Sociocultural Factors as Explanatory of Depressive Symptom Development in Latino Adolescents
Young, Cara C.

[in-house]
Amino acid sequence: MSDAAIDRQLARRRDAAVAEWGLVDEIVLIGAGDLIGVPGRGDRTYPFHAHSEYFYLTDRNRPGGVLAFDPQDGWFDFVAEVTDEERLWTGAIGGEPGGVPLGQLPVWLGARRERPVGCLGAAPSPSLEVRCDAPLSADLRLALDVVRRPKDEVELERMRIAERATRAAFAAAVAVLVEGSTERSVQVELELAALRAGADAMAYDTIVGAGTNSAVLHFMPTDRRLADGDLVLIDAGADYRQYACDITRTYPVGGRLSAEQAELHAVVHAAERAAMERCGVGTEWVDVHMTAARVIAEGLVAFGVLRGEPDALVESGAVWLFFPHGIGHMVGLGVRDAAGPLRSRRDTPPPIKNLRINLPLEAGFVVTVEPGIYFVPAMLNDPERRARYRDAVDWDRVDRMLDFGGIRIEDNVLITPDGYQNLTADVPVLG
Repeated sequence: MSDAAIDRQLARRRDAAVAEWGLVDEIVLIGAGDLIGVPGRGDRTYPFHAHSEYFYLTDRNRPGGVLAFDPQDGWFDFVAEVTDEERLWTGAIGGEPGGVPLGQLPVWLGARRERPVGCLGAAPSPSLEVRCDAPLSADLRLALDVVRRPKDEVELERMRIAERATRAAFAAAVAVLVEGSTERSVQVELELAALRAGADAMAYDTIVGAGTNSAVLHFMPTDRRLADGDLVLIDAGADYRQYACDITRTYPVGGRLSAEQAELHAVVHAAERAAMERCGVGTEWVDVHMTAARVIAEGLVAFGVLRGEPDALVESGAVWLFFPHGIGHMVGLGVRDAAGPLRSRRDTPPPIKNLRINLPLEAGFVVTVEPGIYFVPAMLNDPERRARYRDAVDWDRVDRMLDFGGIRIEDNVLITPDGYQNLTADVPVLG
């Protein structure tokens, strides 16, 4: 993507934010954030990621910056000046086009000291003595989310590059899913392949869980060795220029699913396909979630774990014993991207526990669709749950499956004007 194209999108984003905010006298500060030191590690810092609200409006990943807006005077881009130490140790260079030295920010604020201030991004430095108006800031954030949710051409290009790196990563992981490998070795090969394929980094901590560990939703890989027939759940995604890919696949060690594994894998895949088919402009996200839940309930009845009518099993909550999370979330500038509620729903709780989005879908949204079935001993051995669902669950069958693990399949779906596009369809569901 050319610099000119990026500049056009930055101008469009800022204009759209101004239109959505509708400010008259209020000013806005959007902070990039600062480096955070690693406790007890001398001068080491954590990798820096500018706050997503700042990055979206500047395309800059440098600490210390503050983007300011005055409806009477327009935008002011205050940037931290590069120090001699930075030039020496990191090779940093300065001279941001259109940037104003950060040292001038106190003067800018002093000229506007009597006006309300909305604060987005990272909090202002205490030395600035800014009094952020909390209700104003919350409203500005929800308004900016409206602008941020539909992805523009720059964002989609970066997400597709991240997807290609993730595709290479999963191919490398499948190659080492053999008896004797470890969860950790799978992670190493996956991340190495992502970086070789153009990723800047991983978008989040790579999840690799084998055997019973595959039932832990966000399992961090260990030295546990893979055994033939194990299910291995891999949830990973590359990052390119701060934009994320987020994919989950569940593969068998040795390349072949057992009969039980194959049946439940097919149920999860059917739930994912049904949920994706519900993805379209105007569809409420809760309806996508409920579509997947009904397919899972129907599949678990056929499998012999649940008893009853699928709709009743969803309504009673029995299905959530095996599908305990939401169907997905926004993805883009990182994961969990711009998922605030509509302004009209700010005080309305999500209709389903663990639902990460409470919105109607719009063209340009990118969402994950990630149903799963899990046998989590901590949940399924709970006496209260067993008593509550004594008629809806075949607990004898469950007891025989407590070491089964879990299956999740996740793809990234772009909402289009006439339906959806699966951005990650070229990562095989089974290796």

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Session presented on Sunday, July 26, 2015: Purpose: Latino adolescents consistently report the highest levels of depressive symptoms and disorders when compared to non-Hispanic White, African American and Asian American adolescents (Stein et al., 2010). Suicide, the most devastating outcome of depression, is the third leading cause of death for youth ages 10-24, and Latina adolescents attempt suicide significantly more that their non-Hispanic peers (Centers for Disease Control and Prevention, 2012). Despite these well documented disparities, relatively little research has evaluated why Hispanic adolescents appear to be at greatest risk for depressive symptoms. Currently in the United States, 1 in 5 youth under the age of 18 is Latino, and population projections indicate by 2050, 40% of the youth population will be Latino (Ortman & Guarneri, 2009). The elevated levels of depressive symptoms in this expanding population represent a growing need for depression prevention and treatment programs that are sensitive to Latino adolescents' specific cultural and psychosocial needs. The purpose of this study is to examine individual- and contextual- level sociocultural factors associated with the development of depressive symptoms in Latino adolescents in order to identify salient risk factors to target in the construction of culturally relevant prevention and treatment interventions. Methods: Latino adolescents (12-18 years) were recruited (N= 118) from a pediatric health care clinic in a rural community in central Texas for a cross-sectional, descriptive study. After informed consent and adolescent assent were obtained, participants completed a survey in Spanish or English containing a demographic questionnaire and standardized measures assessing theoretically guided variables from Zayas and colleagues' (2005) conceptual model of Latina adolescent suicide (i.e., acculturation, discrimination, ethnic identity, familism, family conflict and cohesion, and depressive symptoms). Pearson correlations were calculated to assess the bivariate associations between the variables. Hierarchical linear regression methods determined the unique contribution of each of the independent variables to depressive symptoms. Results: Latino ethnic heritage was reported by 83% (n=96) of participants. Almost half (46%) of the sample reported high levels of depressive symptoms. Elevated depressive symptoms were associated with higher levels of discrimination (r=.347, p<.001) and family conflict (r=.423, p<.001), and lower levels of familism (r=.306, p=.001), ethnic identity (r=-.244, p=.009), and family cohesion (r=-.306, p=.001). Hierarchical linear regression analysis indicated these sociocultural variables explained 40% of the variance in depressive symptoms (R2=.404, p<.001). After controlling for all study variables, discrimination (?? =.383, p<.001), familism (?? = .261, p=.005), and family conflict (?? = .389, p<.001) were unique contributors to depressive symptoms. Conclusion: The high levels of depressive symptoms reported by this Latino adolescent sample is concerning and confirms prior research documenting high depressive symptom prevalence in this population. The large percentage of variance explained by individual- and contextual- level sociocultural factors underscore the need for culturally tailored depression prevention programs that target Latino adolescents. These results may not be generalizable to Latino adolescents living in other countries, particularly those residing in their county of racial and ethnic origin. Future research with Latino adolescents outside of the United States is needed to disentangle the relationships among sociocultural factors (e.g., acculturation, ethnic identity, and discrimination) and depressive symptoms.